A splash pad
Though most Utah County cities now have some form of watery entertainment for local summer fun, the splash pad at North Park in Spanish Fork was one of the first to be opened in the area, making the play space quite the unique amenity not only for locals, but for those from cities nearby.
Though pretty uncomplicated in construction (just a large, round concrete area featuring a variety of fountains and jets), it provides the perfect amount of fun in the sun for kids of all ages, with water works open from 10 a.m. to 8 p.m., approximately 10 minute breaks each hour and an hour-long break from 2-3 p.m. daily.
Aside from the wide coverage of the splash pad itself, the circular area has benches all the way around, with even more grassy or shaded areas between to throw down a blanket and keep an eye on the little ones. The proximity to the bathroom is also a big plus for the setup, and the gazebo area is adjacent on the opposite side offering something fun to do while the water shuts off.
So many swings
Focusing in on the play area of North Park, one of the easiest things to notice is the semi-circle of swing sets lining the back of the playground. Separated by a sidewalk, multiple swing sets are designed to accommodate kids of all ages and abilities. Though they unfortunately aren’t covered under the sun shades and sails like the main park, multiple adaptive swings, infant and toddler swings and traditional swings still provide a fun chance for kids to soar, and the sheer number of them means there’s not a lot of waiting.
Toddler play and slides
Is a playground really a playground without a slide? A staple of most play areas, North Park has a long play structure that not only houses multiple slides, but also ample play space for toddlers and smaller children. Several different types of slides adorn the structure, as well as a fun periscope, tunnel, bridge and more, allowing for a wider range of ages to appreciate the entire park setup.
A ropes course
For those a little more daring, one of the main features of the North Park playground is a ropes course, with unique rope bridges, walls, tunnels and more. Netted walls allow for vertical climbing, while suspended rings create rope tunnels, small discs provide a base for rope steps, and angular bases make up unique ladders and connectors from one feature to the next.
Plenty of climbing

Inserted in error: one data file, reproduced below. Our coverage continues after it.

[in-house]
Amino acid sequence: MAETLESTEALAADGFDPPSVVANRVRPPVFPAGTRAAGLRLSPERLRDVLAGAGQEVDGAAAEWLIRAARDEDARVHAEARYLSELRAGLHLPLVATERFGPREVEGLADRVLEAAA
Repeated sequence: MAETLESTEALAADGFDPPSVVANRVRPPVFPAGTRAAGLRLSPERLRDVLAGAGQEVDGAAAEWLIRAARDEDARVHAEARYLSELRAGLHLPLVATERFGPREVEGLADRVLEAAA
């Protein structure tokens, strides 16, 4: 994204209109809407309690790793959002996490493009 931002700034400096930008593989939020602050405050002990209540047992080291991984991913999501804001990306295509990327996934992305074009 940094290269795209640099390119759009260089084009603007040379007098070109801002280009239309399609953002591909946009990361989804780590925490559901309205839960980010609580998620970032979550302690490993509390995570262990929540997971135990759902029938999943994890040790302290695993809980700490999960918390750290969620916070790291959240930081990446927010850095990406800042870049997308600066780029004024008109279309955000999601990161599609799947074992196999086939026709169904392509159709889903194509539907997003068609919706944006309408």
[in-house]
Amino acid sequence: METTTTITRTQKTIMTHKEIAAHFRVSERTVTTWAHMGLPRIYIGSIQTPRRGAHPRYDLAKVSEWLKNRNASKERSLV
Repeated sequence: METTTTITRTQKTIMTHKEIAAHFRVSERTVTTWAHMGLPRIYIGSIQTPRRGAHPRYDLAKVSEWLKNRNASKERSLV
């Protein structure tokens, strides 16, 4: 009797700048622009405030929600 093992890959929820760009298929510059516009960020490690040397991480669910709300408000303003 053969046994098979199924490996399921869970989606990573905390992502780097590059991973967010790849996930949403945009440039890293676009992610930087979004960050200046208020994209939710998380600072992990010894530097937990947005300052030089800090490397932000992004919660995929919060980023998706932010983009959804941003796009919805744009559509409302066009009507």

It’s not just the ropes that make the playground unique though. Interspersed are a variety of climbing structures, including a rock wall, metal poles and steps and even a giant boulder structure perfect for climbing. While most other playgrounds boast a few places to climb, it’s not uncommon to see older kids especially climbing on structures where they probably shouldn’t be. At North Park, the entire play area is designed so that’s not really an issue, as pretty much everything from top to bottom is meant to be played on and enjoyed.
Though North Park features playground must-haves such as slides and swing sets, it’s also carved a space for the unique, with several different styles of teeter-totters, spinning toys and more. Stairs leading to dual bars make a fun take on a slide, while a variety of poles and shaped structures throughout the playground are mobile for spinning, bouncing swinging and more.
“Our mantra here in Spanish Fork is we’re going to do it the Spanish Fork way, and we’re going to do it right,” Aylett said. “In redesigning the park, that’s the kind of approach we took: Let’s do it right, do it the Spanish Fork way and do something we haven’t done before.”
Proximity to other amenities
Though there’s plenty to do at North Park that could keep families and individuals engaged throughout the day, another fun aspect of it is its location. You may not expect to find a park nestled between major roadways and a busy shopping center, but a parking area and green space allow just enough separation on all sides for the location to be more a boon than a bust. It’s convenient to get to quickly, parking is adjacent to all major features and it’s literally a two minute max ride to delicious dining, grocery shopping and the best way to cool off on a hot summer day: cheap ice cream cones courtesy of the nearby Macey’s. According to Aylett, it was the moving and renovation of the park that made most of those resources a possibility for Spanish Fork, offering a couple great wins for the city. If you haven’t yet had a chance to check out North Park, it’s certainly worth the trip!